One of the most important messages of this series is that play is not a product; it’s a process. Let’s illustrate this with a backyard project that is great fun and will last over several seasons. Not only is this an inexpensive project, but it will allow children to discover ecological principles in a very direct and memorable fashion.
“Play is not a product; it’s a process.”
This project starts with straw bales. I’m using the term “straw” rather than “hay” because straw is generally the byproduct of gain production and has very few weed plants contained in it. Whereas hay is just field cuttings that can contain things like thistles. Wheat straw is common and best for this project. Rice straw decomposes very slowly, and the bales are not as durable, so it is less desirable.
For most of my life, I have been blessed with living in an agricultural area where trips to feed stores in my truck were weekly. Now that I live in town and regretfully no longer have my truck, I’ve begun to appreciate that straw bales may not be so easy to acquire. That said, rental pickups are inexpensive, and what could be more fun than a trip to the countryside to get a load of straw? Basic straw-bales range in sizes, from small “two-string” ones 18 in wide, by either 14 or 16 in high, and 32 to 48 in long. Three-string “commercial bales” are 21 in wide, by 16 in high, by 3 to 4 ft long. The small sizes are around 40 pounds, and the larger is about 60 pounds for regular wheat straw. You can get as many as 15 bales on a pickup, and that is more than you probably will want, but I always end up not getting more when I could.
If you are going to get more than 4 bales, you probably should invest in a pair of hay hooks for under $20. These hooks will come in handy for your pirate costume next Halloween.
Some commercial straw bales are wire tied, which are very durable. The rope tied bales may fall apart with rough handling, so it is good to use tie-down straps when moving them. These will also be easier to grip that the ties already on the bales. You can get a set of three 12 ft ties for under $40. You may want these anyway to time down your load.
I hope you are getting the picture of what your children will experiencing so far. A drive to the country, visiting a feed store, and all the organic smells and cool tools. Did I mention baby chickens? Yes, you can get bales delivered and offloaded. But that’s not the point. This excursion is the sort of experience they will never get in school and, unless you live in the countryside, they may never get at all.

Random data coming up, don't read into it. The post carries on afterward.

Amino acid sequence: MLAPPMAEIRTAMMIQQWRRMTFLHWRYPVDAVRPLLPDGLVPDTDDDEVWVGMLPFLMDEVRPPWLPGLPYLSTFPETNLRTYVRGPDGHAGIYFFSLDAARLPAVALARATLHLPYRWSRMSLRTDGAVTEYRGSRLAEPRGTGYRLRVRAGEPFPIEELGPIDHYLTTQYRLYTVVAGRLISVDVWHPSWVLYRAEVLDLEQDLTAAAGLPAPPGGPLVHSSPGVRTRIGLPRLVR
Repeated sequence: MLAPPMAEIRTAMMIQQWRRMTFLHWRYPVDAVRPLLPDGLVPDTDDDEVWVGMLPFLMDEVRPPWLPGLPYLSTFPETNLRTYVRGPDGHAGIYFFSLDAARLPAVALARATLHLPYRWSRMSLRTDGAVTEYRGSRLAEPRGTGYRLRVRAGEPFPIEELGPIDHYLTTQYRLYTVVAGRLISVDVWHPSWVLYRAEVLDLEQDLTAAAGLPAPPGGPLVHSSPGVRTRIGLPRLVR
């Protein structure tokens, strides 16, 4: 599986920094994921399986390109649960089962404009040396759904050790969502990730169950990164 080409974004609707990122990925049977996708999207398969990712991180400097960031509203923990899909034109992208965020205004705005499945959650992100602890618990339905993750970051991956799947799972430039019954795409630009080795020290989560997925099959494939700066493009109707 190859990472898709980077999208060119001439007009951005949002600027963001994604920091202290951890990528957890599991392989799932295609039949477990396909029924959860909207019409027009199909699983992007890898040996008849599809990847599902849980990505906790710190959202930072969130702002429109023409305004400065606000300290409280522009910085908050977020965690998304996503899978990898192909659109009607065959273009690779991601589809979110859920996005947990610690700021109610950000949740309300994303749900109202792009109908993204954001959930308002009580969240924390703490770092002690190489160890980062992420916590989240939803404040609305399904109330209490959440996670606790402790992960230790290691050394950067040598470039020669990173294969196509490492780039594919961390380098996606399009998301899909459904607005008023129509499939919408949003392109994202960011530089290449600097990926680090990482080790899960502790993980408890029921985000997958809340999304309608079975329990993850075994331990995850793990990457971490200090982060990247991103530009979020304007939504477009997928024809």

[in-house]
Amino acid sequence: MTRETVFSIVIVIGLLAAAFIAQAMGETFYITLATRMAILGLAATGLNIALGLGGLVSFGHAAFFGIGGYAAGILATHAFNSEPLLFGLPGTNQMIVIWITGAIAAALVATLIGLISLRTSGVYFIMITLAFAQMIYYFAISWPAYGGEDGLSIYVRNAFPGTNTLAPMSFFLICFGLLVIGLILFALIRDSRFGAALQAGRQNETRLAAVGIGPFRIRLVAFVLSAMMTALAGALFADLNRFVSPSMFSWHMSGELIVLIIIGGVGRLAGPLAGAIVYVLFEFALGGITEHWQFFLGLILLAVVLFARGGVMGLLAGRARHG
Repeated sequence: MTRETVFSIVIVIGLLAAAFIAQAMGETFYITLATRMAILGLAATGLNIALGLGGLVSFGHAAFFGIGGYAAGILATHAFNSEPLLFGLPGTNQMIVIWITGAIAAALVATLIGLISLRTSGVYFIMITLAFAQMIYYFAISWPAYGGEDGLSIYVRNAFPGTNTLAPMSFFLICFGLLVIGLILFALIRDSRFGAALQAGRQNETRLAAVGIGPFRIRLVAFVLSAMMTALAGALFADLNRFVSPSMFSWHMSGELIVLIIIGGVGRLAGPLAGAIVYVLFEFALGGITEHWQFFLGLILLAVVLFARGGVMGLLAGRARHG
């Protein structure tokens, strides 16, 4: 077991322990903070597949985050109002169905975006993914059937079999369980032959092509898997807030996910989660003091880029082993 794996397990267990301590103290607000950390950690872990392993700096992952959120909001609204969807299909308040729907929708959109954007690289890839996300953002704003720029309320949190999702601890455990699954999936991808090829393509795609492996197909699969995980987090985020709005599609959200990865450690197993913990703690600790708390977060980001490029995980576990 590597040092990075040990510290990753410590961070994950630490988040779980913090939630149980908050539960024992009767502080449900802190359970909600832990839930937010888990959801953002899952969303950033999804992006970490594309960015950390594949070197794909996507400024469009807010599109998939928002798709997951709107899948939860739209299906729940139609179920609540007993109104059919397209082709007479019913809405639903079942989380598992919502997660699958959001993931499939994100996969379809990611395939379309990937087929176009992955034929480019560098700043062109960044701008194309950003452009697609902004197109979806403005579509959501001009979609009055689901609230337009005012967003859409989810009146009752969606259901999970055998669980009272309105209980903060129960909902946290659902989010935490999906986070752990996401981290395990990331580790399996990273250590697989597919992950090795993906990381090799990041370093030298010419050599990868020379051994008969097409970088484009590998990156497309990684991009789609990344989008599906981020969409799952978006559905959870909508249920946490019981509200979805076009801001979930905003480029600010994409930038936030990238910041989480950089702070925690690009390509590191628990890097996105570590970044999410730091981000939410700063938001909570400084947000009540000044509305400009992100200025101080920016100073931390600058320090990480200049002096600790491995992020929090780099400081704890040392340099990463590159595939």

Before you make this outing, it is a great idea to do some planning. How much space can you devote to this project? Where will it go? How do you want to stack up the bales to make a fort? These are all great questions and, depending on the age of your kids, they should come up with the answers. They can make maps of the yard, use Legos to model the fort. The object is for you to do as little as possible. Note: these bales will eventually get wet, and when they do, they will weigh a lot more so keep them dry as long as possible to maximize the ability to move them around. Don’t stop at just the bales. Add a tarp, some planks, flexible tubes, some lengths of PVC pipe.
Don’t be a Wet Bale
You should get several months of play before the bales get soggy. If you put them on pallets and trap them, you will get more use, but eventually, they will get too funky to be fun. So, what’s next? Strawbale gardens!
The idea of planting into straw bales is an increasingly popular way to create temporary garden beds, and there is lots of information online to guide you in this process. The first crop can be any of your regular vegetables. Many gardeners can get a whole season and multiple crops out of the bales. After multiple crops, the bales will get pretty fragile and hard to plant in. But wait, there’s more. You can grow mushrooms in them. You can gather up the used straw and put it into a bucket or one of the new fabric planters and raise potatoes.
Finally, you will have gotten to the point that what is left over is suitable only for compost and garden mulch, both of which are terrific resources and learning opportunities. Did I mention vermiculture? That’s the scientific name for growing worms. Adding a microscope function to your smartphone will allow the kids to take a deep look into the rich life that has taken root in those once-pristine straw bales.
This is a multi-year adventure for less than a few hundred bucks. The learning, skills, and memories acquired will last a lifetime. Who says that a pandemic has to lead to learning loss?